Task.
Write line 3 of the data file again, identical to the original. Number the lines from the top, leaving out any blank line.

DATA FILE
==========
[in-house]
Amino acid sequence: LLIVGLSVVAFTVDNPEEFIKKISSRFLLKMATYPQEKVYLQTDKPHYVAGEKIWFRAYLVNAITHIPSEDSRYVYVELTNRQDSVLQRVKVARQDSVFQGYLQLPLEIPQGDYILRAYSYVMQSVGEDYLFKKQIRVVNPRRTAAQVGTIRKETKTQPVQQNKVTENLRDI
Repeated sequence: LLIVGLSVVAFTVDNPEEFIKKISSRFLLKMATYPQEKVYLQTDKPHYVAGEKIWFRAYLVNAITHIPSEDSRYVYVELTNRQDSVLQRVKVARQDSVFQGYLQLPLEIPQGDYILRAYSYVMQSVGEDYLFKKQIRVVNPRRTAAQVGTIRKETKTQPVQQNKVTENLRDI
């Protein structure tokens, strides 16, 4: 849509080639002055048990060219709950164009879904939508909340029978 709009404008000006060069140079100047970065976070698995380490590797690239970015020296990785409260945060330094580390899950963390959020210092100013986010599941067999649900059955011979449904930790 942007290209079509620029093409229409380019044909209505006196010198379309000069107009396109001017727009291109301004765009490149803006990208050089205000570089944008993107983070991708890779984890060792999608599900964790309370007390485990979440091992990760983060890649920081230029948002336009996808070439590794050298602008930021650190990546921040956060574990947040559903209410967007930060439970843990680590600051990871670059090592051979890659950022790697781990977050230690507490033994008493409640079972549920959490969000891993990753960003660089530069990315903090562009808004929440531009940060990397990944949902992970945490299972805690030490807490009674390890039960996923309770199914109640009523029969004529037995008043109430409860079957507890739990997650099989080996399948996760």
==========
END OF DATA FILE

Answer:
Repeated sequence: LLIVGLSVVAFTVDNPEEFIKKISSRFLLKMATYPQEKVYLQTDKPHYVAGEKIWFRAYLVNAITHIPSEDSRYVYVELTNRQDSVLQRVKVARQDSVFQGYLQLPLEIPQGDYILRAYSYVMQSVGEDYLFKKQIRVVNPRRTAAQVGTIRKETKTQPVQQNKVTENLRDI